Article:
Legal Brief                                      Page 9


Prayer at Your Board Meeting?


 Suppose the Okay School District has had a longstanding practice of opening its regularly scheduled meetings of the board of education with a prayer — a prayer that is clearly Christian.

 Perry Zirkel


Students attend the Okay district’s public board meetings on an occasional basis, typically to receive individual and/or team awards or another form of recognition. After one such board meeting, the parents of a student enrolled in the district sue the school board and the superintendent in federal court, claiming the board’s prayer practice violates the First Amendment’s Establishment Clause. The parents seek an injunction, compensatory damages and attorneys’ fees.

Prior Case Law

During the past 15 years, such suits have arisen around the country, on occasion reaching the federal appeals courts. In school-related cases in Ohio, Delaware, Louisiana and California, the court decisions had consistent outcomes. Each appellate court held that allowing prayers at school board meetings violate the Establishment Clause.

Citing the tradition in Congress that dates back to the time of the Constitution, the U.S. Supreme Court ruled in Marsh v. Chambers (1983) that allowing opening prayers at state legislatures does not violate the Establishment Clause.

The court’s 5-4 decision last May in Town of Greece v. Galloway warrants reconsideration of this issue. The court’s majority ruled that the Marsh legislative exception extended to prayers at town council meetings, even though the prayers at issue were predominantly Christian. However, the majority warned: “[T]he inquiry remains a fact-sensitive one that considers the setting in which the prayer arises and the audience to whom it is directed.”

In Greece, the Justices ruled that the universal themes of several prayers, the town council’s reasonable efforts to welcome prayers by other faiths in the community and the noncoercive approach to the public meeting attendees all counted in favor of constitutionality. The extent to which this new decision extends to school boards is unclear, particularly in light of their special status inextricably in relation to public school students.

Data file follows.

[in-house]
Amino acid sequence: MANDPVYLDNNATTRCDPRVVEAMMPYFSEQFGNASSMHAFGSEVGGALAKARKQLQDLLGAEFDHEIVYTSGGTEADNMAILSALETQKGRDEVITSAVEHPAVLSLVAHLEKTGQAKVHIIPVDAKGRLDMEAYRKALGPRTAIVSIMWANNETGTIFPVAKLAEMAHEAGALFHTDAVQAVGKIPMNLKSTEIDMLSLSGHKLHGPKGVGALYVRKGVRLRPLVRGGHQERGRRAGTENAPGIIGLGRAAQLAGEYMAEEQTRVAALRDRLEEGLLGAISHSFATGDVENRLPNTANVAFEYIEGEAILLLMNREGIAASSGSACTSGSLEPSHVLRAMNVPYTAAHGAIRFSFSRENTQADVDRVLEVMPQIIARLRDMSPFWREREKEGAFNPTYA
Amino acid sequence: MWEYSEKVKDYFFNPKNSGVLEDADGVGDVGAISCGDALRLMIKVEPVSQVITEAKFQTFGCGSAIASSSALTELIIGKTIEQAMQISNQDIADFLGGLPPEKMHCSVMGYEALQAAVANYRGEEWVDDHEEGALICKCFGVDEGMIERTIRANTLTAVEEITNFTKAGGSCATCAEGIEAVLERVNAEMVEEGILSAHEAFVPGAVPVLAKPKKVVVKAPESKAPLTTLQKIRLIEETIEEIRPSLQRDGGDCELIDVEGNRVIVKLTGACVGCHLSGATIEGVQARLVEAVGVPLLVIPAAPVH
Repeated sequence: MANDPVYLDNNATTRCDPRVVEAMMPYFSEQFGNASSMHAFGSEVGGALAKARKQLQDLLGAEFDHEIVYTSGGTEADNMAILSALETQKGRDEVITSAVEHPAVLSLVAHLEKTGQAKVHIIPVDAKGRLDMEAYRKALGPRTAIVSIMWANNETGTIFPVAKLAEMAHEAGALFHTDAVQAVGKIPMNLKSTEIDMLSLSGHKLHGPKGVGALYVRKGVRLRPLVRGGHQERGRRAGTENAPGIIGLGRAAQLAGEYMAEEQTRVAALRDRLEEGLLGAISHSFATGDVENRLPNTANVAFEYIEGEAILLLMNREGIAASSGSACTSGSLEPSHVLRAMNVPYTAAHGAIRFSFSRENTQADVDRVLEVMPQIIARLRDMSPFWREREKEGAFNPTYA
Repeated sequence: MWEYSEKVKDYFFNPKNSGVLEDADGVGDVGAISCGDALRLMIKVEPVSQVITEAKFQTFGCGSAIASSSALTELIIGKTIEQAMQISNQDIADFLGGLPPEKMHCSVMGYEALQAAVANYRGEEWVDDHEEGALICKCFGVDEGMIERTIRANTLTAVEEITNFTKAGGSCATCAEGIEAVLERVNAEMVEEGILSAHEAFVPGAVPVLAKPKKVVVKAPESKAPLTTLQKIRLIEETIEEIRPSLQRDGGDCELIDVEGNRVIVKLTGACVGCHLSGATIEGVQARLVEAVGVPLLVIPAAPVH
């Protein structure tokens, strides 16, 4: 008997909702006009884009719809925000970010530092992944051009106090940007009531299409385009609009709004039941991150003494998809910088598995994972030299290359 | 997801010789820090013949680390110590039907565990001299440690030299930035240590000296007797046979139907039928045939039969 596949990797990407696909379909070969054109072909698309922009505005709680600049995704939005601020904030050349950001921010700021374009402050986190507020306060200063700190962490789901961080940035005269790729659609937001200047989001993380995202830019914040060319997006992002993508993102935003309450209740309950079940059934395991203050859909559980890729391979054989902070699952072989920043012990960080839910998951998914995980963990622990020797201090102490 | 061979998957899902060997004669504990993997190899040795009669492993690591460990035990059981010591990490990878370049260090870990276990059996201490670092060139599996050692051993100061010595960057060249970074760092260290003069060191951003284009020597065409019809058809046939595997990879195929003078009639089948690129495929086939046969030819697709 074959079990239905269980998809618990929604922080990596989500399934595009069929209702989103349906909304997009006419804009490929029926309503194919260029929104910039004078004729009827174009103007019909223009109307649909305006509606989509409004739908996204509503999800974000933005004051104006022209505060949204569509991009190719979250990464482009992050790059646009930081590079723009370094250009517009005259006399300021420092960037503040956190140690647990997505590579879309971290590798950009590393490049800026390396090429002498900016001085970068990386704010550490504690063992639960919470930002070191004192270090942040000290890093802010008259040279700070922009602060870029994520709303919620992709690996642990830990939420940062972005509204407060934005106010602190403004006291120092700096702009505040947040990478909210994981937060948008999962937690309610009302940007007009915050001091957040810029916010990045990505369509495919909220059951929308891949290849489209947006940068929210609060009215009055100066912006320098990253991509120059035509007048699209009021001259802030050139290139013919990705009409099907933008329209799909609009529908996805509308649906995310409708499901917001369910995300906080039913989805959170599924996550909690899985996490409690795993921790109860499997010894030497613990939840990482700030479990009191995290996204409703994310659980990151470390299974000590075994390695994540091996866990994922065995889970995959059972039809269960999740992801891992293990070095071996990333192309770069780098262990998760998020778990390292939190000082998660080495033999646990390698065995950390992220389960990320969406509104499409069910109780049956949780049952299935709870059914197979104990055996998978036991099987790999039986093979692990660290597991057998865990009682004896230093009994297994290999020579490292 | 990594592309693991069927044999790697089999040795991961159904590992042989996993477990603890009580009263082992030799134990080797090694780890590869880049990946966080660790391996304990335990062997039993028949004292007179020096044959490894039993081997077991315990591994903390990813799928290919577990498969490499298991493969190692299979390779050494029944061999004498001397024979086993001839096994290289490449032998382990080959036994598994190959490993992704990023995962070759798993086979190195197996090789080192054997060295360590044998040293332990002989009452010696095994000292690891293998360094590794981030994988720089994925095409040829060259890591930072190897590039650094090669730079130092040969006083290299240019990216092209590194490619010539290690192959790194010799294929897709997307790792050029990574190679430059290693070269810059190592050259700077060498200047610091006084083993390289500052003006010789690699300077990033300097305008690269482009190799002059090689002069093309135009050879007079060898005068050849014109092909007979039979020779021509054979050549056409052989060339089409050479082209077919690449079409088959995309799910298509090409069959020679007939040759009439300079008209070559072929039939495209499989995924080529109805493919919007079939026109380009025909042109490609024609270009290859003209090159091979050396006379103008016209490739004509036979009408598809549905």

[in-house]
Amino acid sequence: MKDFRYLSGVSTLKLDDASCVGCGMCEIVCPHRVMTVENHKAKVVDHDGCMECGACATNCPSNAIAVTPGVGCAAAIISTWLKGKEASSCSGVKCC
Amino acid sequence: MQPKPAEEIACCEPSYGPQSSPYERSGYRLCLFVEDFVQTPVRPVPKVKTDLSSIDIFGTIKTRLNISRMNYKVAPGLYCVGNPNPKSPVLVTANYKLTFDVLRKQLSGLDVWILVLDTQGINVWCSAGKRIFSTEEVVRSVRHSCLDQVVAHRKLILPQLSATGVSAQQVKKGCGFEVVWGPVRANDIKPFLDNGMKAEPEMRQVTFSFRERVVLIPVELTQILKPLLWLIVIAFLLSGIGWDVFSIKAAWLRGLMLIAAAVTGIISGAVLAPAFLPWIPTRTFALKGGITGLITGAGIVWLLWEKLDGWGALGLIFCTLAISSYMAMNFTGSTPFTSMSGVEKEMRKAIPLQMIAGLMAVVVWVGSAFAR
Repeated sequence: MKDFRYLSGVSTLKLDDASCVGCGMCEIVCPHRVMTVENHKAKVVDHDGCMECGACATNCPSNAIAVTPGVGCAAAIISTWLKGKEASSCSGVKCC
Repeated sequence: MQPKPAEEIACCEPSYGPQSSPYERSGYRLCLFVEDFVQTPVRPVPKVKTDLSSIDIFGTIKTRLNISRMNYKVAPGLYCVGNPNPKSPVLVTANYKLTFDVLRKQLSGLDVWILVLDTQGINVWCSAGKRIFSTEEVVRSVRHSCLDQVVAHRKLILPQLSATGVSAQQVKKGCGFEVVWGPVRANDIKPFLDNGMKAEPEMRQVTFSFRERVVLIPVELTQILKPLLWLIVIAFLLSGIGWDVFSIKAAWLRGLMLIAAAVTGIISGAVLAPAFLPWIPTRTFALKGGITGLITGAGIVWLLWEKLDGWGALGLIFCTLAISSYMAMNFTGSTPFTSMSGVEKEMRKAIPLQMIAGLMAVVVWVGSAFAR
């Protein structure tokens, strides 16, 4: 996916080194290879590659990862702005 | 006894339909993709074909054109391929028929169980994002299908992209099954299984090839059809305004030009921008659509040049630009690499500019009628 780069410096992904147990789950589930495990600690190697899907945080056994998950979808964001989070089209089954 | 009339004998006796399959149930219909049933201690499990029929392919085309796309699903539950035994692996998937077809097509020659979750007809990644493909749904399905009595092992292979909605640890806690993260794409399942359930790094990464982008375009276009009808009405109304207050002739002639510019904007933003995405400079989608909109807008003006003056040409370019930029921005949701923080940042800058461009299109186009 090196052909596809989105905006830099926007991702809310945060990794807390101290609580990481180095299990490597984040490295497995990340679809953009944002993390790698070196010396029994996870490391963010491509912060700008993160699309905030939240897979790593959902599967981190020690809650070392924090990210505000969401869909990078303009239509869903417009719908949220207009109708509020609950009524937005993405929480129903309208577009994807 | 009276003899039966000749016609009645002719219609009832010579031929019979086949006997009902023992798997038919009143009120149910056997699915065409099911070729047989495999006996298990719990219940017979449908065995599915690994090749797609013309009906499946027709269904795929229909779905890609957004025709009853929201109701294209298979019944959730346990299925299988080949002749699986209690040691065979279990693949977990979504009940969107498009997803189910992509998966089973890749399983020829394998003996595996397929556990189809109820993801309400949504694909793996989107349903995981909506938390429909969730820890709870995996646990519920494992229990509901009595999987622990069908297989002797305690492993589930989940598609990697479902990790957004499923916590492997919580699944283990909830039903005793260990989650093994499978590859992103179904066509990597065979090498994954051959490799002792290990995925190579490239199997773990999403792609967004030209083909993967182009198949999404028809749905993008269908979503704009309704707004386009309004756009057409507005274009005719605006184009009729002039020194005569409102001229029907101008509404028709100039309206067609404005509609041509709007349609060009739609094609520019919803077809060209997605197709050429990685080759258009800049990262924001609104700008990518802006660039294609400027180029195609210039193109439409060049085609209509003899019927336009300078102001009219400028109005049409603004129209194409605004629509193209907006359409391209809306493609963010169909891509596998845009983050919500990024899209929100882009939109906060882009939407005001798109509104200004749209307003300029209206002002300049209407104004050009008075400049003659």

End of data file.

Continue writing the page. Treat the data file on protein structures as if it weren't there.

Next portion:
Possible Options

Subject to advice from the school district’s legal counsel, superintendents should consider various options in helping the school board determine the appropriate course of action.

At one end of the range, simply solemnifying meetings without prayer, as various other governmental bodies, including schools do, would avoid this constitutional issue altogether. As an intermediate alternative, doing so with a brief, straightforward moment of silence may, depending on the circumstances, be constitutionally as well as practically acceptable.

However, for those boards of education that seek to initiate or continue the practice of prayer at their public meetings, the fact-specific criteria that could affect the outcome of a possible Establishment Clause lawsuit, based on the factors the courts have used in these appellate cases, include:

  • minimizing student participation at board meetings, such as using the high school color guard, conducting student award presentations, and having student representatives on the board or having them provide regular presentations;
  • rotating the prayer among various faiths and/or keeping the prayer nonsectarian and ecumenical;
  • limiting participation in the prayer to the board members by instructing the other attendees to remain silent during this oral recitation specifically by and for the board; and
  • avoiding any psychological coerciveness, such as an attendee’s reasonable perception that the board made it difficult to leave the meeting room during the prayer, arrive late to avoid the prayer, or register any protest against it.

The superintendent’s professional knowledge and skills can facilitate the school board’s careful consideration to steer effectively between this rock and hard place.

Perry Zirkel is the University Professor of Education and Law at Lehigh University in Bethlehem, Pa.


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